A lighthearted introduction to service dogs and their grateful partners.

HARLEY THE HERO

Harley has a special job at school—he helps Ms. Prichard feel safe.

Her students know that even though they can’t play with him while he’s wearing his service-dog vest, he can still lick their feet if they let him. Little Amelia, who often wears hearing-protection earmuffs, loves Harley, but she doesn’t want him near her feet. Just as Harley keeps Ms. Prichard safe, Amelia’s friend, the narrator, keeps her safe. He knows that “loud noises, weird smells, or too-close things” might upset her, so he’s extra vigilant. When there’s a fire one day, the students run to the door—everyone but Amelia. Her friend alerts Ms. Prichard. Harley tugs her too, and together they get Amelia outside. Harley’s a hero! Collins’ tale of neurodiversity, based on a true story, is really about Harley’s job as a service dog—from the title and front endpapers to the ending. The charming and likable toe-licking Harley eclipses the subtle mentions of neurodivergence—what it is and why it’s important to “normalize” it, as the flap copy states. The illustrations are inclusive, from the progress pride flag flying over the school under the Canadian maple leaf to the diverse classroom, which includes a child who uses a wheelchair. (The narrator and Ms. Prichard present White, and Amelia presents Asian.) However, the lack of information about neurodivergence may hinder the intended message.

A lighthearted introduction to service dogs and their grateful partners. (author's note, biographical note) (Picture book. 4-7)

Pub Date: June 22, 2021

ISBN: 978-1-77278-195-3

Page Count: 32

Publisher: Pajama Press

Review Posted Online: May 5, 2021

Kirkus Reviews Issue: May 15, 2021

Did you like this book?

No Comments Yet

Hee haw.

Reader Votes

  • Readers Vote
  • 36

Our Verdict

  • Our Verdict
  • GET IT

  • IndieBound Bestseller

THE WONKY DONKEY

The print version of a knee-slapping cumulative ditty.

In the song, Smith meets a donkey on the road. It is three-legged, and so a “wonky donkey” that, on further examination, has but one eye and so is a “winky wonky donkey” with a taste for country music and therefore a “honky-tonky winky wonky donkey,” and so on to a final characterization as a “spunky hanky-panky cranky stinky-dinky lanky honky-tonky winky wonky donkey.” A free musical recording (of this version, anyway—the author’s website hints at an adults-only version of the song) is available from the publisher and elsewhere online. Even though the book has no included soundtrack, the sly, high-spirited, eye patch–sporting donkey that grins, winks, farts, and clumps its way through the song on a prosthetic metal hoof in Cowley’s informal watercolors supplies comical visual flourishes for the silly wordplay. Look for ready guffaws from young audiences, whether read or sung, though those attuned to disability stereotypes may find themselves wincing instead or as well.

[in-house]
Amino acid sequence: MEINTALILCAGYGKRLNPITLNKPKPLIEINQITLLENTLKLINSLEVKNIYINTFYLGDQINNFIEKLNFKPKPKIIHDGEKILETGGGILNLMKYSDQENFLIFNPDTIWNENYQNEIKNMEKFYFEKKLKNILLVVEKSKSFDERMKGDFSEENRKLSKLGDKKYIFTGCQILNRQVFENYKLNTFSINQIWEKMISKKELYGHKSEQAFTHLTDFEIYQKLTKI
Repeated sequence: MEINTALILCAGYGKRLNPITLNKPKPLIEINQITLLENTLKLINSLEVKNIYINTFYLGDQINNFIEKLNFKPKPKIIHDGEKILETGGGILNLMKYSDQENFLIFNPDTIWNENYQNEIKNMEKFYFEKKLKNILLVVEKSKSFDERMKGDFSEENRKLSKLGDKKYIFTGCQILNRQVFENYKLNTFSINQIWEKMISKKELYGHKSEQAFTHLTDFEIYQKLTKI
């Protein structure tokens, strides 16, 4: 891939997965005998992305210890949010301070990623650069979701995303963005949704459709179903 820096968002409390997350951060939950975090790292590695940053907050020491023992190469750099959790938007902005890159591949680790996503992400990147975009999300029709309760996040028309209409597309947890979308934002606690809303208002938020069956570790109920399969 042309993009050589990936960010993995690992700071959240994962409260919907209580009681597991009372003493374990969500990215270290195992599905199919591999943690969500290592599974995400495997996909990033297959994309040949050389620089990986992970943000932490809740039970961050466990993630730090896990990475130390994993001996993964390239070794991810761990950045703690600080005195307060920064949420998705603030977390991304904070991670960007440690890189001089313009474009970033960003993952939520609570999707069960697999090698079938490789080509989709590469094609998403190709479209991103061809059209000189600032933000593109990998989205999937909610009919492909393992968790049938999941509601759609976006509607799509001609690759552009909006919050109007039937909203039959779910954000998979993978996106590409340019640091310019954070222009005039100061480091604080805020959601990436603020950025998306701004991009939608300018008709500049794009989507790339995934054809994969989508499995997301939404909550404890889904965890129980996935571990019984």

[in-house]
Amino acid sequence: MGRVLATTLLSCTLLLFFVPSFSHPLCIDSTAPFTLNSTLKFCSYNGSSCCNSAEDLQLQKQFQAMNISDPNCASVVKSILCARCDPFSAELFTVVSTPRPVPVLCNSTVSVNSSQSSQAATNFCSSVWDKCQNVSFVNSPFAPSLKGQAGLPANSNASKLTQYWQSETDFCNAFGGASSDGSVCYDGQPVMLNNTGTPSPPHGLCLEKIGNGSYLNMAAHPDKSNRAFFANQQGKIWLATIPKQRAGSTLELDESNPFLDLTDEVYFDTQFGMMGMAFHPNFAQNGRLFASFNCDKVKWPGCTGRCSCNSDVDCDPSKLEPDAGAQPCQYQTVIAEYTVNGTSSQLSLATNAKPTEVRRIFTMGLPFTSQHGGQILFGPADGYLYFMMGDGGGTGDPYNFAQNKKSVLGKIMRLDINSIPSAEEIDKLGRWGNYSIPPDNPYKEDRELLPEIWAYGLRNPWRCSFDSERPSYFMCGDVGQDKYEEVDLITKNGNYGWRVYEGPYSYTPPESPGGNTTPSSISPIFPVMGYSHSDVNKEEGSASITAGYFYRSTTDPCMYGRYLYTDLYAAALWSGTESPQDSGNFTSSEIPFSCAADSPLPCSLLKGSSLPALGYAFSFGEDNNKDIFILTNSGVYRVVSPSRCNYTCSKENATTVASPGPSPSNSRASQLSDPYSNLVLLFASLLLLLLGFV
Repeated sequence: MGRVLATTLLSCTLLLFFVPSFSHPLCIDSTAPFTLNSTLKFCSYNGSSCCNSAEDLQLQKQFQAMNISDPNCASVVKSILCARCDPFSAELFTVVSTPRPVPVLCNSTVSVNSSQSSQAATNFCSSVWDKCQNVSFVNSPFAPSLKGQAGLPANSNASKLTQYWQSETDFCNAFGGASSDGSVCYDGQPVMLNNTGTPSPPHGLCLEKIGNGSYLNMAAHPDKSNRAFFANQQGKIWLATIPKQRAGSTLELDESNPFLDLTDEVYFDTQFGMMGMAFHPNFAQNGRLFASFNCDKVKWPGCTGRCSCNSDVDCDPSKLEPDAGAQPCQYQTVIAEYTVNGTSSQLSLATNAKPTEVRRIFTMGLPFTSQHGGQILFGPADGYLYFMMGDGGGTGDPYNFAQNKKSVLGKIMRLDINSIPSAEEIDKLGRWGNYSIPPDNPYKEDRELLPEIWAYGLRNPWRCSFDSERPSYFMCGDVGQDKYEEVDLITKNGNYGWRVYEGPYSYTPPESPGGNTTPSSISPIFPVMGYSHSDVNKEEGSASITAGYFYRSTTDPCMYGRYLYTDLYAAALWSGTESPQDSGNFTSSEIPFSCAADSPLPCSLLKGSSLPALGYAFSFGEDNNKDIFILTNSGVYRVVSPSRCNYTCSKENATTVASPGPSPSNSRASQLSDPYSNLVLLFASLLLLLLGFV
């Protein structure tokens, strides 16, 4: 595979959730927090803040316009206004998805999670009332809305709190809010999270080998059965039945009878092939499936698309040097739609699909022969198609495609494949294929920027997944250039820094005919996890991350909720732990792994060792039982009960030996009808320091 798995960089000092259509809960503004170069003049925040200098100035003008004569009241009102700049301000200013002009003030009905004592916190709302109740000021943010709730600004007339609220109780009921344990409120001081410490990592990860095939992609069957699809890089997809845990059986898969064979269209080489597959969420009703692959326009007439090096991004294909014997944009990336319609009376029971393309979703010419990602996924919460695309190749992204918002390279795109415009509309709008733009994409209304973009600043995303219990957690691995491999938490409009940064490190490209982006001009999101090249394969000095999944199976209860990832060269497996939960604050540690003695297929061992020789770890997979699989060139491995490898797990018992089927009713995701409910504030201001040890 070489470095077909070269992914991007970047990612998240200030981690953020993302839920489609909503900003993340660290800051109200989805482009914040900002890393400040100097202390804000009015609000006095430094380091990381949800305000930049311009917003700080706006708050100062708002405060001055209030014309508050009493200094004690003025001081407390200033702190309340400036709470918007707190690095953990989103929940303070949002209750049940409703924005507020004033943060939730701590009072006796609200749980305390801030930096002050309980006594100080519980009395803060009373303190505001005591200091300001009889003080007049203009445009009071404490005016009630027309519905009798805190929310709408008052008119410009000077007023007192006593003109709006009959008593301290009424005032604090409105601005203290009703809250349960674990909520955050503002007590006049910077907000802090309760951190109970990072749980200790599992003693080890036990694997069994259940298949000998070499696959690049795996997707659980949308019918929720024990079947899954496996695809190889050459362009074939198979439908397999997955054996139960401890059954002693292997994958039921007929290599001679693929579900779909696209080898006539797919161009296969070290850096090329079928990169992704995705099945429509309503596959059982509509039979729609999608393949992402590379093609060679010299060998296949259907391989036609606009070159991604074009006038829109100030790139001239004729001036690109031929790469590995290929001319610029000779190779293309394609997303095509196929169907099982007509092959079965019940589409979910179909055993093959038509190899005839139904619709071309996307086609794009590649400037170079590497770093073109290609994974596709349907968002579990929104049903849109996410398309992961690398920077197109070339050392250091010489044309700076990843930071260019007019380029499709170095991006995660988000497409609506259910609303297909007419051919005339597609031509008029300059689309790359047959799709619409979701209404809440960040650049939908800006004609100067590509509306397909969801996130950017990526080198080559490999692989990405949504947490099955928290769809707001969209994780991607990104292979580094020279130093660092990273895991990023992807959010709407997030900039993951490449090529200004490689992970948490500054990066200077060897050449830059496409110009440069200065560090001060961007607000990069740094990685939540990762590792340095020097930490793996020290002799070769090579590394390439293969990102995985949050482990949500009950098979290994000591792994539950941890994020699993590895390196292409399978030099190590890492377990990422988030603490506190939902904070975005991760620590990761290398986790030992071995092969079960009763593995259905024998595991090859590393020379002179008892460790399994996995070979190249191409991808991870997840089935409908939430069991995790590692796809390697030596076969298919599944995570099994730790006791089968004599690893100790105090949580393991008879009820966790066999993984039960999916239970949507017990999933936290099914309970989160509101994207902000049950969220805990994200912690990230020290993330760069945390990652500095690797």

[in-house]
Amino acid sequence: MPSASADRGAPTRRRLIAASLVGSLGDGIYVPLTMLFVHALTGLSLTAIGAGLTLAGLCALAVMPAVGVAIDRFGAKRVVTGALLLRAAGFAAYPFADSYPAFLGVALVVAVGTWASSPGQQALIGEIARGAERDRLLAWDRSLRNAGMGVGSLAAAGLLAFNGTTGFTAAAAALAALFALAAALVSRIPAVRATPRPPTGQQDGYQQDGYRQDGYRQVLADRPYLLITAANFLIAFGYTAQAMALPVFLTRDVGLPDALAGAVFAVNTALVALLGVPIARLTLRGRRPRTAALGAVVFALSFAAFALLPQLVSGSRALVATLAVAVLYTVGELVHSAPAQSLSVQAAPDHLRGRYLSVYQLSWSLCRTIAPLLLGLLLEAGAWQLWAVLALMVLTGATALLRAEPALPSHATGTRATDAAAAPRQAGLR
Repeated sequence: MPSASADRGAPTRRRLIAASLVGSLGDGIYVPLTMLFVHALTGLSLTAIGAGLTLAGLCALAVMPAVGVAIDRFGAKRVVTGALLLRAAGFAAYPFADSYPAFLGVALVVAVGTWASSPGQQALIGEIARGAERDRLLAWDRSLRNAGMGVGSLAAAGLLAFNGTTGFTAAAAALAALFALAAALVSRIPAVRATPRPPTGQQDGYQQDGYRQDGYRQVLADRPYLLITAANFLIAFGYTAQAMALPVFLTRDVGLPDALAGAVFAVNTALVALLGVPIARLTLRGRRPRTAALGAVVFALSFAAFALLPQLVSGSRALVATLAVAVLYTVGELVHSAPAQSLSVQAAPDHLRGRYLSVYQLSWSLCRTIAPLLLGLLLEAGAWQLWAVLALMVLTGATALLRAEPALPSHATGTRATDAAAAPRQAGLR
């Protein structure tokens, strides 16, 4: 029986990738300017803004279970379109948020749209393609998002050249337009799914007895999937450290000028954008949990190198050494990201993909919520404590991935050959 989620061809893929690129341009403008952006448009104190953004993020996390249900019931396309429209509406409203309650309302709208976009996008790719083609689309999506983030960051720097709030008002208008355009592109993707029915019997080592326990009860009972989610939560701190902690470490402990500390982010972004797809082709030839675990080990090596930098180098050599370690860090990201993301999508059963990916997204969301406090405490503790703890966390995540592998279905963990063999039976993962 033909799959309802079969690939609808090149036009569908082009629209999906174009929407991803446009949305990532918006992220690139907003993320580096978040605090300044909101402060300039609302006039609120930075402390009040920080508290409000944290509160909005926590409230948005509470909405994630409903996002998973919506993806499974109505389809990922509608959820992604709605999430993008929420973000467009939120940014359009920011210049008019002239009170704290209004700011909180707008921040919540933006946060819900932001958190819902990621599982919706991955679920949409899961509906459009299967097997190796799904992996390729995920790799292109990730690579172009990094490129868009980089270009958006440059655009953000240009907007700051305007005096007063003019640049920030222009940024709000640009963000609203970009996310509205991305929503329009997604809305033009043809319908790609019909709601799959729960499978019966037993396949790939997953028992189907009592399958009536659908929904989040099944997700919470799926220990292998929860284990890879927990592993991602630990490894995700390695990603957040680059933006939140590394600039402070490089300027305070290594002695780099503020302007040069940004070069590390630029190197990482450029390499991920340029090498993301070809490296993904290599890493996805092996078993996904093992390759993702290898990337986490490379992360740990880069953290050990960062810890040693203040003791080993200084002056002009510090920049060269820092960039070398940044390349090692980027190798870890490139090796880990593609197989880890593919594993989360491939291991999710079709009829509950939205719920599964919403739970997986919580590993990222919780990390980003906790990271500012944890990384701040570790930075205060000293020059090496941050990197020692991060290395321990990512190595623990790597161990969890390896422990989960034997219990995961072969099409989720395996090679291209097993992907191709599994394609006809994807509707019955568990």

Hee haw. (Picture book. 5-7)

Pub Date: May 1, 2010

ISBN: 978-0-545-26124-1

Page Count: 26

Publisher: Scholastic

Review Posted Online: Dec. 29, 2018

Did you like this book?

A good bet for the youngest bird-watchers.

MAMA BUILT A LITTLE NEST

Echoing the meter of “Mary Had a Little Lamb,” Ward uses catchy original rhymes to describe the variety of nests birds create.

Each sweet stanza is complemented by a factual, engaging description of the nesting habits of each bird. Some of the notes are intriguing, such as the fact that the hummingbird uses flexible spider web to construct its cup-shaped nest so the nest will stretch as the chicks grow. An especially endearing nesting behavior is that of the emperor penguin, who, with unbelievable patience, incubates the egg between his tummy and his feet for up to 60 days. The author clearly feels a mission to impart her extensive knowledge of birds and bird behavior to the very young, and she’s found an appealing and attractive way to accomplish this. The simple rhymes on the left page of each spread, written from the young bird’s perspective, will appeal to younger children, and the notes on the right-hand page of each spread provide more complex factual information that will help parents answer further questions and satisfy the curiosity of older children. Jenkins’ accomplished collage illustrations of common bird species—woodpecker, hummingbird, cowbird, emperor penguin, eagle, owl, wren—as well as exotics, such as flamingoes and hornbills, are characteristically naturalistic and accurate in detail.

A good bet for the youngest bird-watchers.   (author’s note, further resources) (Informational picture book. 4-7)

Pub Date: March 18, 2014

ISBN: 978-1-4424-2116-5

Page Count: 40

Publisher: Beach Lane/Simon & Schuster

Review Posted Online: Jan. 4, 2014

Kirkus Reviews Issue: Jan. 15, 2014

Did you like this book?

No Comments Yet
more